We review the new album from Ana Silvera – The Fabulist

With a heavy emphasis on storytelling, a folk style, and various multi-instrumental tracks, The Fabulist is an exploration of Silvera’s experiences and craving to tell stories through her music. 

Halos is a delicate and gentle track that is full of delicate sounds and an intense atmosphere setting feel. With the usage of acoustic guitar, violin, cello, flutes, drums, and of course Silvera’s angelic vocals. With clever usage of the instrumental backing track, and the slow tempo, Halos pushes a strong musical emphasis throughout. With long breaks where no vocals are present, it gives the instruments a moment to shine and synchronise to a pseudo boiling point. At this point the track explodes into an array of sounds, picking up the tempo just slightly so as to signal the apex of the song. 

Sink or Swim takes a more simplistic approach, this time with an acoustic guitar taking the forefront of the song. It carries the vocals amazingly, well and beautifully couples with the melancholic lyrics. Naturally, the track builds and blooms into a much grander piece that carries the feeling of a fairy tale style story. 

Early Frost is the next track, this time featuring Los Angeles based singer songwriter, Alan Hampton. It’s a love story gone wrong, with lyrics of two people who build a home together, only for it all to collapse in the end. With a wholesome country vibe as guitars pluck away gently. The violins that begin to cry a sadly beautiful tune are what give away the tragedy of the song and are moving in a way that is difficult to describe. 

The next track, Ghosts, is yet another heartbreaker of a song. Drawing from a personal experience of Silvera’s with a close family member suffering psychosis. The metaphorical ghosts are ones that live in the heads of those suffering with their mental health, and it’s here where Ghosts grounds itself in reality. With slightly off sounding guitars, it’s a brutal song that is softened by the gentle folk delivery of the song. And yet within the gentleness, the heartbreak truly sets in, with the soft delivery off setting the dark message the song displays. 

Red Balloon is once again another guitar led ballad, this time utilising cellos to accentuate a much more atmospheric piece. As the track builds more and more, drums, cymbal crashes, bass guitar, backing vocals, and gongs all join into the fray. Red Balloon tells an adventurous story as someone travels from the country to the city, a story of freedom and the longing to roam.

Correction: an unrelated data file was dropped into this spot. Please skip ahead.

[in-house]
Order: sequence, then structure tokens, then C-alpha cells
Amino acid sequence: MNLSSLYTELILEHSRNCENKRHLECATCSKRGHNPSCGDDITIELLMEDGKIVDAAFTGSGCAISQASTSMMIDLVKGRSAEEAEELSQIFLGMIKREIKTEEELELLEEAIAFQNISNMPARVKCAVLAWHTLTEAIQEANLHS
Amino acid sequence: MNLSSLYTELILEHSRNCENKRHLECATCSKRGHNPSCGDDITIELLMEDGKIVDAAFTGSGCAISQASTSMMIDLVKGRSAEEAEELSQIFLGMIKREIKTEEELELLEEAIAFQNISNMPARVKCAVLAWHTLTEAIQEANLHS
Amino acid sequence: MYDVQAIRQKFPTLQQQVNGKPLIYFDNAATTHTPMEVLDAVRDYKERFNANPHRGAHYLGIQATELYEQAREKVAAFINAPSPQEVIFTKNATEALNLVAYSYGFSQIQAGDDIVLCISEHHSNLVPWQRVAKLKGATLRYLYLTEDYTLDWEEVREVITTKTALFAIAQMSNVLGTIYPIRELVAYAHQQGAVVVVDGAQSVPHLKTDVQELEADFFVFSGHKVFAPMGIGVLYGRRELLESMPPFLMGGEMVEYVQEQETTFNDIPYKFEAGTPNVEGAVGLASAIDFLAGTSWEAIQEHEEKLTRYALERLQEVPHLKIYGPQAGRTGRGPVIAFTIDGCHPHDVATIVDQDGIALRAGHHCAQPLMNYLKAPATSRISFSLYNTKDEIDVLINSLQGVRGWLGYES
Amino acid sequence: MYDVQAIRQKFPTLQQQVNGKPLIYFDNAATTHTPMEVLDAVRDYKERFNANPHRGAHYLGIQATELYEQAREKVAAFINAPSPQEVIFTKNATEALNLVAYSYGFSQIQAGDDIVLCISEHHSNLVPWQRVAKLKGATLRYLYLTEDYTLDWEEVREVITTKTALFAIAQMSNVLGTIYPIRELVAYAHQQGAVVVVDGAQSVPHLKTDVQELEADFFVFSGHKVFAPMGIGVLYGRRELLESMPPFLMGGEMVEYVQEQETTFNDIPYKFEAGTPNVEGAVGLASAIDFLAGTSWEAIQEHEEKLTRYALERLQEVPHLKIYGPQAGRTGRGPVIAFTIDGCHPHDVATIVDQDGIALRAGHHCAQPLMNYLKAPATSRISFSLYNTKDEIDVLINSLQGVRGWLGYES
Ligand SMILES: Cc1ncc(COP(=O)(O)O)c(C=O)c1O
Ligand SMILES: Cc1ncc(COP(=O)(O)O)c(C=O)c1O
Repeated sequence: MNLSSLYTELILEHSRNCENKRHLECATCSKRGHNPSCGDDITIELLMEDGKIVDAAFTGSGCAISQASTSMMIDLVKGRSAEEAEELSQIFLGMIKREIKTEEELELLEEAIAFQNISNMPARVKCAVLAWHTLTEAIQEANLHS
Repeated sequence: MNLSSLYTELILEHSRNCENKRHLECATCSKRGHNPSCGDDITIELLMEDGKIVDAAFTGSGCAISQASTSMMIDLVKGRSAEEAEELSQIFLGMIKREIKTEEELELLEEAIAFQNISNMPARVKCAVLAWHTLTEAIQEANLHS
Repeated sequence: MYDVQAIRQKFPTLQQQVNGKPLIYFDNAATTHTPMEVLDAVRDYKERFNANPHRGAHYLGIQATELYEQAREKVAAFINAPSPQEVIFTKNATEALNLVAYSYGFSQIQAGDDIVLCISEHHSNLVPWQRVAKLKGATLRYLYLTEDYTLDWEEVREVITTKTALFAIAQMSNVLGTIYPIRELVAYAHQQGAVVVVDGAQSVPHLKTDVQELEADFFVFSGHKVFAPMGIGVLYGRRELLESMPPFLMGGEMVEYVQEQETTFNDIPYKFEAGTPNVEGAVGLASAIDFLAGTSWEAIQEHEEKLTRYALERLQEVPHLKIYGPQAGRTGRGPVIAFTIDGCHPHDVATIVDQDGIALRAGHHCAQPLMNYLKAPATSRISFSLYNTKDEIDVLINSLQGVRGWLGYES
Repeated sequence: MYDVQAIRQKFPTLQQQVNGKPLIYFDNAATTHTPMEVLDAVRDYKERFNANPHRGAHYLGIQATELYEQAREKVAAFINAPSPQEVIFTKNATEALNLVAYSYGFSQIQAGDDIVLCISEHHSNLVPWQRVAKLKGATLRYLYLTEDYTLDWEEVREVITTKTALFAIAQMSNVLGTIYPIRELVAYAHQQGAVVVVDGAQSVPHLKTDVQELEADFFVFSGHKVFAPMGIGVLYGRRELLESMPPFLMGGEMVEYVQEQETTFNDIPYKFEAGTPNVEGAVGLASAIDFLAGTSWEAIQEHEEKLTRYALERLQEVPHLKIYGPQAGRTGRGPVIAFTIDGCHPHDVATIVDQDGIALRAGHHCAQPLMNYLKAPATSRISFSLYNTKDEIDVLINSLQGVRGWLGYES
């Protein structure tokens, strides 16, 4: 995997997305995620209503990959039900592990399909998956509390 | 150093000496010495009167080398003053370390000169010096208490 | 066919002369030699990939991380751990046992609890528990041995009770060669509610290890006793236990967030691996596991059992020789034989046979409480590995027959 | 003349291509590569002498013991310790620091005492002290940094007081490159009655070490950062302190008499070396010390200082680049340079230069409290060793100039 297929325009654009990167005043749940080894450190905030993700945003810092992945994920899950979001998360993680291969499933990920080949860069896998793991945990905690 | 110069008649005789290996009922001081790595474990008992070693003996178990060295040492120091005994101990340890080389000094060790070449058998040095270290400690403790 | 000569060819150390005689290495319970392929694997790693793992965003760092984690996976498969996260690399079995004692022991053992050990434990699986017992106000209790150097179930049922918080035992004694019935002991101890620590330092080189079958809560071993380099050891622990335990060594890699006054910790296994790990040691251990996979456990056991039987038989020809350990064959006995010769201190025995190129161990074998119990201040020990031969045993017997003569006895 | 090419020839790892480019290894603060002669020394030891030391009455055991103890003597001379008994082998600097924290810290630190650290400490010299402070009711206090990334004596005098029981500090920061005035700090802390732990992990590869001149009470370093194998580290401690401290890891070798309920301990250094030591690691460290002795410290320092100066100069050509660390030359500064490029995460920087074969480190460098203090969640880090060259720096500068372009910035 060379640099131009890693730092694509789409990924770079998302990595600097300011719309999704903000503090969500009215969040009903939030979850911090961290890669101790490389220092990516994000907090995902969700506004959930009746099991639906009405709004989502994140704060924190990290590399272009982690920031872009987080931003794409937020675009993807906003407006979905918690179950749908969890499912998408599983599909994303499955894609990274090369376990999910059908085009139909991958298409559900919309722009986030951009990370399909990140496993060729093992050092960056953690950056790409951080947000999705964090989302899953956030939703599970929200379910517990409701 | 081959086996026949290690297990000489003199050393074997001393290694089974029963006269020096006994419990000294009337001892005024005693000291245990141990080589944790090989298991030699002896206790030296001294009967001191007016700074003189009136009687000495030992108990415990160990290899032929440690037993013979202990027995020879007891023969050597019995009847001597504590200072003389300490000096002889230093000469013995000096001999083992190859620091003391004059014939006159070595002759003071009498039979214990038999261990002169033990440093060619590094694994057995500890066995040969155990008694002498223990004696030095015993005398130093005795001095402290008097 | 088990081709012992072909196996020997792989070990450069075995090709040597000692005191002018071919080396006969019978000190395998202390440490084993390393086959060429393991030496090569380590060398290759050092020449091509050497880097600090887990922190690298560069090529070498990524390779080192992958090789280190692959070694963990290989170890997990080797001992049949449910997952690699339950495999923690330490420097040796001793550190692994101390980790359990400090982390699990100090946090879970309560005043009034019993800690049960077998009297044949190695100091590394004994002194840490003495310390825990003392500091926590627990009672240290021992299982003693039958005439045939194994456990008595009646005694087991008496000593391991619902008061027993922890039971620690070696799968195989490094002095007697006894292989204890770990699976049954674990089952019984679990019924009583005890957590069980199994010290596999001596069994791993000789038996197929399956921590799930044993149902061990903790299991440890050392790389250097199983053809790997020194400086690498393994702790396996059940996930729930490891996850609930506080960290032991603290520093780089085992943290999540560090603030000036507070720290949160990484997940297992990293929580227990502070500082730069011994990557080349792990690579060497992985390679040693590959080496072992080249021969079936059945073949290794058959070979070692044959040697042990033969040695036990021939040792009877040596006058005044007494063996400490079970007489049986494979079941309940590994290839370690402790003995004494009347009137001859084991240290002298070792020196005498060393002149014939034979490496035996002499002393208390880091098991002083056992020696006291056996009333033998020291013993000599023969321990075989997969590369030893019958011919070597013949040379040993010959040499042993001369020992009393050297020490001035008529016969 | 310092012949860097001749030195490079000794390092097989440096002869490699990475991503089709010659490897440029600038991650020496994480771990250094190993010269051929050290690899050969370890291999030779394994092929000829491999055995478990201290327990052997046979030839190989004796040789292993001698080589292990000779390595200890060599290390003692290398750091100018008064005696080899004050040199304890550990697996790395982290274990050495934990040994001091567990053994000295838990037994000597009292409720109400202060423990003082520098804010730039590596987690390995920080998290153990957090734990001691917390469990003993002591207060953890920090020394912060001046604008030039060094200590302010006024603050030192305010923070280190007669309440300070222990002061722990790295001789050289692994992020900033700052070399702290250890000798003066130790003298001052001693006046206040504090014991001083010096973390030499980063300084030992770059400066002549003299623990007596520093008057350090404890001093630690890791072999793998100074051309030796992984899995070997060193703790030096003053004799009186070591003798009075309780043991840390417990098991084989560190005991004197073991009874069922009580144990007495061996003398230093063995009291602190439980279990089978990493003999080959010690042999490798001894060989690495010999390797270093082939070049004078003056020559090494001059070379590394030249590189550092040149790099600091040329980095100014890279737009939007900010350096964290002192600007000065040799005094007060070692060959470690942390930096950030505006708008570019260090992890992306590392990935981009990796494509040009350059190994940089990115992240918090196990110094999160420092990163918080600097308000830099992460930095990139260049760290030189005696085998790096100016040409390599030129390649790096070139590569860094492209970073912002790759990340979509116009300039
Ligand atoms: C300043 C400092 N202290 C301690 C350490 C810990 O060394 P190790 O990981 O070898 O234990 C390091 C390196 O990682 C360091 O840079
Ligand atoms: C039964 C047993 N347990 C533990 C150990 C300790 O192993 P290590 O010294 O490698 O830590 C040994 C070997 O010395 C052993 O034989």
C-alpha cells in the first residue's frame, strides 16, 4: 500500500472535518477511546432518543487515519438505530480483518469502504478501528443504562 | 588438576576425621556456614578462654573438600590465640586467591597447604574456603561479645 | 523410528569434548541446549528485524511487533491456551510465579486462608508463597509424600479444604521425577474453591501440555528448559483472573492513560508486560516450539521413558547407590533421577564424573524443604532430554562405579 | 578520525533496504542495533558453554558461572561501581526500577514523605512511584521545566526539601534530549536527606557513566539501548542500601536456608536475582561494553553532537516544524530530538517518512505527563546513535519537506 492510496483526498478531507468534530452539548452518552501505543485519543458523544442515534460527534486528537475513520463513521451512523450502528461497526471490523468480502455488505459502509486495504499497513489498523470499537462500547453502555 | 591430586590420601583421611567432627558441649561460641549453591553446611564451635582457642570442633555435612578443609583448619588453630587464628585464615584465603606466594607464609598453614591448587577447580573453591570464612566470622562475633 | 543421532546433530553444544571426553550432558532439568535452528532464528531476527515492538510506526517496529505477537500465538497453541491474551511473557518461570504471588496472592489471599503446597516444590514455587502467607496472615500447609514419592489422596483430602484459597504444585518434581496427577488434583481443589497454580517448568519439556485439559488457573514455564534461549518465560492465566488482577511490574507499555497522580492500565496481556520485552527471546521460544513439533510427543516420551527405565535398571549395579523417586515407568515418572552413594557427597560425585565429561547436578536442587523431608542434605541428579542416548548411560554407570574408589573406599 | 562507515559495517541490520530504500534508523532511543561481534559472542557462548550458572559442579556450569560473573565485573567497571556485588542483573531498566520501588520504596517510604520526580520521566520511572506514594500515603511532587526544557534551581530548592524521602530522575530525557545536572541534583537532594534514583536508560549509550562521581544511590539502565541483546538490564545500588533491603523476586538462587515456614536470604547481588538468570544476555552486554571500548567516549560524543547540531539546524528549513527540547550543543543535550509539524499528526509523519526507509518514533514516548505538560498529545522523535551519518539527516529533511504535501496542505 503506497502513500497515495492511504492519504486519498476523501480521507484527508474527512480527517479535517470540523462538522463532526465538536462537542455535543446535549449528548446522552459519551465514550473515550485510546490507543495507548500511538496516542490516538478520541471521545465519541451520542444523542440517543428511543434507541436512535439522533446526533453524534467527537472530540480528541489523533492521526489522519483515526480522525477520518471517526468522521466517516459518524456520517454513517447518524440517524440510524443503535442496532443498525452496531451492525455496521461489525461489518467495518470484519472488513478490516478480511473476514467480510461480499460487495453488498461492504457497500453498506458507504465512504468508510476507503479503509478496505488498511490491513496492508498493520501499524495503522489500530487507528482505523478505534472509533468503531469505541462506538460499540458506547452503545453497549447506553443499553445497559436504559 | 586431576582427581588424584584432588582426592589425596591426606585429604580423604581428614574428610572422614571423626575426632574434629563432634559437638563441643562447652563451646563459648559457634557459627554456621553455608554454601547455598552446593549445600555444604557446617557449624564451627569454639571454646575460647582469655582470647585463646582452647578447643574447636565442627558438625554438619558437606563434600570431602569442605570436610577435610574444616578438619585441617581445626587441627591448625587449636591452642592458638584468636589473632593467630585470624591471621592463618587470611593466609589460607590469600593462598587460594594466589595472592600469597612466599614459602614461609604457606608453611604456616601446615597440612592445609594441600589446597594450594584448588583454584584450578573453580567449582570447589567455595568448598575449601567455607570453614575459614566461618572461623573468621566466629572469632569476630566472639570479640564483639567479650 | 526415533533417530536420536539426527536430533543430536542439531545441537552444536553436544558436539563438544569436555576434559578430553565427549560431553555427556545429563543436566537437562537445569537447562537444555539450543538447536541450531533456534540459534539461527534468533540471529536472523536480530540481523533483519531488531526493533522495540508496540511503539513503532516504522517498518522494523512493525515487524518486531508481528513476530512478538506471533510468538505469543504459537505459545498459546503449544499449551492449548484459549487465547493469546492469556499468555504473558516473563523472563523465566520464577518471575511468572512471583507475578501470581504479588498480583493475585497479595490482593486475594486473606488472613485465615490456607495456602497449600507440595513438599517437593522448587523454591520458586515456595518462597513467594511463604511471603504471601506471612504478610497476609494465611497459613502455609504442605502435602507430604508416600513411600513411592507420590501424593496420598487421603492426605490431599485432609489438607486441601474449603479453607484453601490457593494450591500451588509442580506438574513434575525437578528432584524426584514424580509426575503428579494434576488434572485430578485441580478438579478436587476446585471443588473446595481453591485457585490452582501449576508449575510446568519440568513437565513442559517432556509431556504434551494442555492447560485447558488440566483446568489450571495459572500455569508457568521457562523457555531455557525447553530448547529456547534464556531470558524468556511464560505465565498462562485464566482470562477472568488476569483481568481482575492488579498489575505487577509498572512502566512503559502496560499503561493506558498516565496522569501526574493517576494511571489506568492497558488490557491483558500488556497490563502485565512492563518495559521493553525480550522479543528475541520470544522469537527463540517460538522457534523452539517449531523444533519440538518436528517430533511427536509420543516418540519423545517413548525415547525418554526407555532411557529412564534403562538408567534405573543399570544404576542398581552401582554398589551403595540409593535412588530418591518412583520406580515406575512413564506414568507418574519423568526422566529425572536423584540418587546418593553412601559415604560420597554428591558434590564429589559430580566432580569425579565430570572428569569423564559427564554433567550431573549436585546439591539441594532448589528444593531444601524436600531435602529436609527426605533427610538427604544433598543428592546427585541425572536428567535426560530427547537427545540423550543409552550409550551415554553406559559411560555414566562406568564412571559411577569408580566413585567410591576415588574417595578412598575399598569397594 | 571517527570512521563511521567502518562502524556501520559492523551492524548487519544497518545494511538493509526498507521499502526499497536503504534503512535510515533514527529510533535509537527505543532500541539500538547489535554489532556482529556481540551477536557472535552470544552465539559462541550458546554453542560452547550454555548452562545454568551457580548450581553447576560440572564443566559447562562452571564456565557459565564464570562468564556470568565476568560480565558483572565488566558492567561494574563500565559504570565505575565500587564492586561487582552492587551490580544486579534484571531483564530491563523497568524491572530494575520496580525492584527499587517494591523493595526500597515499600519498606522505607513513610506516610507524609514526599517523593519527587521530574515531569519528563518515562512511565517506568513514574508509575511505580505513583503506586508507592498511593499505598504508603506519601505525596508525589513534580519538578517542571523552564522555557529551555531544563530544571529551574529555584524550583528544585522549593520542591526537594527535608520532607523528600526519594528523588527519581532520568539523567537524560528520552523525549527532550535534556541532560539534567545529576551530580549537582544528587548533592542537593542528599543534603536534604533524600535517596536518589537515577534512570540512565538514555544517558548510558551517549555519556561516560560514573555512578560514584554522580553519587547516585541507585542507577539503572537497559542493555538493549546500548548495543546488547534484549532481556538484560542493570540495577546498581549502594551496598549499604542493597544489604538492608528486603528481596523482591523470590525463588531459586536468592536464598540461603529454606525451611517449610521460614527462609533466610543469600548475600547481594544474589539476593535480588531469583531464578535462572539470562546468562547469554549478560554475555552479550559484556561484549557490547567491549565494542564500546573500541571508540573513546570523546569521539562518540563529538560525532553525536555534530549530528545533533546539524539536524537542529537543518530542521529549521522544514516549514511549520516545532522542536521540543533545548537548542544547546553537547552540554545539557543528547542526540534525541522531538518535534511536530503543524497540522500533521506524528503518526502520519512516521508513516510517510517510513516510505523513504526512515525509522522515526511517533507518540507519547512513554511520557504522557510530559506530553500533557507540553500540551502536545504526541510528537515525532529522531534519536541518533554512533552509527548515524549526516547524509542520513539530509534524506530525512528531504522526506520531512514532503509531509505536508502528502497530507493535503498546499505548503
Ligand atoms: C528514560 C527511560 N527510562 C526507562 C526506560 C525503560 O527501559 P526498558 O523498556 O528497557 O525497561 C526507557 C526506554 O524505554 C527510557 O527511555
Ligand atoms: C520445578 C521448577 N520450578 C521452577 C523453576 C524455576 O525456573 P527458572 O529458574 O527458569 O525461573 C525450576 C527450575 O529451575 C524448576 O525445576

Queen of Swords opening is almost a cappella, with only an occasional strum of music joining the vocals. And it’s a true showcase of Silvera’s vocal prowess, as she holds some of the gentlest notes whilst also keeping the listener gripped with how resonant it is. Something that stirs an emotion in even the hardest of hearts. As a whole, Queen of Swords once again brings onboard a plethora of instruments to back up the stellar vocals. 

Point Mirabeau is once again another beautiful ballad, and somehow manages to continue the beautiful tugging of the heartstrings. This time Silvera effortlessly incorporates French lyrics into the performance, and despite not understanding the language, the lyrics remain beautiful and moving. It’s a showcase of how absolutely powerful her vocal presence is and how much talent she has to showcase. 

Megellan is similar to Point Mirabeau and feels almost like a companion piece the prior track. With a slightly more up tempo, and guitars that hit some of the highest notes going, it brings a very country influence this time. It’s a breathtaking love song that tells a much more hopeful love story than that of Early Frost to start with. The high flying guitars that are later accompanied by chimes give way to a heartbreaking second half that delivers a gut punch ending that is wholly unexpected and may bring some to tears. 

The closing track, Hyperballad is eerily grim compared to its contemporaries. With piano in the place that has been reserved for the guitars thus far, it immediately sets a darker tone. Weaving in cello and violin alongside the piano gives a haunting feel that’s been cleverly kept for the final track. It’s the most moody and touching piece on the album and serves to drive home the darker themes of the album as a whole. Closing with deep notes that leave a lasting impact on the listener and leave an eerie quiet as the final seconds linger. 

On the whole, The Fabulist is an album filled with stories to tell. One that is filled with emotion, from the beautiful instrumental performances of a variety of renowned folk musicians, right down to the vocals that act as the emotional grounding point. There’s a very clear style throughout and it continually pushes the envelope of how much it can make you feel and what emotions it can dig up from the audience. It’s a fantastic showcase of Silvera’s talent, and one that will no doubt be the one for future projects to beat. 


MAY 4 WED – Ropetackle Arts Centre, Shoreham-by-sea
MAY 5 THU – The Anvil, Basingstoke
MAY 6 FRI – Friends’ Meeting House, Oxford
MAY 7 SAT – The Met, Bury
MAY 8 SUN – Stephen Joseph Theatre, Scarborough
MAY 10 TUE – J2, Cambridge Junction, Cambridge
MAY 11 WED – Reading Town Hall, Reading
MAY 12 THU – St. George’s Bristol, Bristol
MAY 13 FRI – Colchester Arts Centre, Colchester
MAY 14 SAT – Aldeburgh Jubilee Hall, Aldeburgh
MAY 19 THU – Bush Hall, London

Tickets via https://www.anasilvera.com/tour